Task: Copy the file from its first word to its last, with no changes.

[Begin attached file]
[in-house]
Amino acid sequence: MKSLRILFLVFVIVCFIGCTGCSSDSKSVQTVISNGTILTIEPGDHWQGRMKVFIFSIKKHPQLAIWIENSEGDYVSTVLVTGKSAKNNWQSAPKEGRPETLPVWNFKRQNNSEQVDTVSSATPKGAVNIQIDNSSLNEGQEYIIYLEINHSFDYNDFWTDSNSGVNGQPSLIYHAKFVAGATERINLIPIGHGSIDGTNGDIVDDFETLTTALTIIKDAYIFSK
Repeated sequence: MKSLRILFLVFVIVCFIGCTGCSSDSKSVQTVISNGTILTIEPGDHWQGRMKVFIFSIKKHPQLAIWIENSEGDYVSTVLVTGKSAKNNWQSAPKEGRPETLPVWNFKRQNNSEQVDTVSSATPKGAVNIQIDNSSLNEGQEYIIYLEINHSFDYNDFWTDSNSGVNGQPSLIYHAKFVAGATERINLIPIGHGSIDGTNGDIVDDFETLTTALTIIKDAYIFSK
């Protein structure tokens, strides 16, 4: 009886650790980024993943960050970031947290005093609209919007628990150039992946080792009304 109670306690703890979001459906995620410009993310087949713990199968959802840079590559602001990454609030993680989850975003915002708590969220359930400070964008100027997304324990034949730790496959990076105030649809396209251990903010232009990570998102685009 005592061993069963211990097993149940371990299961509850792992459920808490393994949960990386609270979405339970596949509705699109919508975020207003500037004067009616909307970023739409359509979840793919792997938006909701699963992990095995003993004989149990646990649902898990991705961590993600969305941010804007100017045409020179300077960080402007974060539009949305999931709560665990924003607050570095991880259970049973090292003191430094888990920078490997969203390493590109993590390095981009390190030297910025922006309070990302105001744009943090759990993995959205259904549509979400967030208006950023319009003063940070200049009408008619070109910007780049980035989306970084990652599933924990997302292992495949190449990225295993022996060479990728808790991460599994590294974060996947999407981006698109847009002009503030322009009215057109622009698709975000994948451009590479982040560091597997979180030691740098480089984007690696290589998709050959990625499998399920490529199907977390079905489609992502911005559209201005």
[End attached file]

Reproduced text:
[in-house]
Amino acid sequence: MKSLRILFLVFVIVCFIGCTGCSSDSKSVQTVISNGTILTIEPGDHWQGRMKVFIFSIKKHPQLAIWIENSEGDYVSTVLVTGKSAKNNWQSAPKEGRPETLPVWNFKRQNNSEQVDTVSSATPKGAVNIQIDNSSLNEGQEYIIYLEINHSFDYNDFWTDSNSGVNGQPSLIYHAKFVAGATERINLIPIGHGSIDGTNGDIVDDFETLTTALTIIKDAYIFSK
Repeated sequence: MKSLRILFLVFVIVCFIGCTGCSSDSKSVQTVISNGTILTIEPGDHWQGRMKVFIFSIKKHPQLAIWIENSEGDYVSTVLVTGKSAKNNWQSAPKEGRPETLPVWNFKRQNNSEQVDTVSSATPKGAVNIQIDNSSLNEGQEYIIYLEINHSFDYNDFWTDSNSGVNGQPSLIYHAKFVAGATERINLIPIGHGSIDGTNGDIVDDFETLTTALTIIKDAYIFSK
């Protein structure tokens, strides 16, 4: 009886650790980024993943960050970031947290005093609209919007628990150039992946080792009304 109670306690703890979001459906995620410009993310087949713990199968959802840079590559602001990454609030993680989850975003915002708590969220359930400070964008100027997304324990034949730790496959990076105030649809396209251990903010232009990570998102685009 005592061993069963211990097993149940371990299961509850792992459920808490393994949960990386609270979405339970596949509705699109919508975020207003500037004067009616909307970023739409359509979840793919792997938006909701699963992990095995003993004989149990646990649902898990991705961590993600969305941010804007100017045409020179300077960080402007974060539009949305999931709560665990924003607050570095991880259970049973090292003191430094888990920078490997969203390493590109993590390095981009390190030297910025922006309070990302105001744009943090759990993995959205259904549509979400967030208006950023319009003063940070200049009408008619070109910007780049980035989306970084990652599933924990997302292992495949190449990225295993022996060479990728808790991460599994590294974060996947999407981006698109847009002009503030322009009215057109622009698709975000994948451009590479982040560091597997979180030691740098480089984007690696290589998709050959990625499998399920490529199907977390079905489609992502911005559209201005």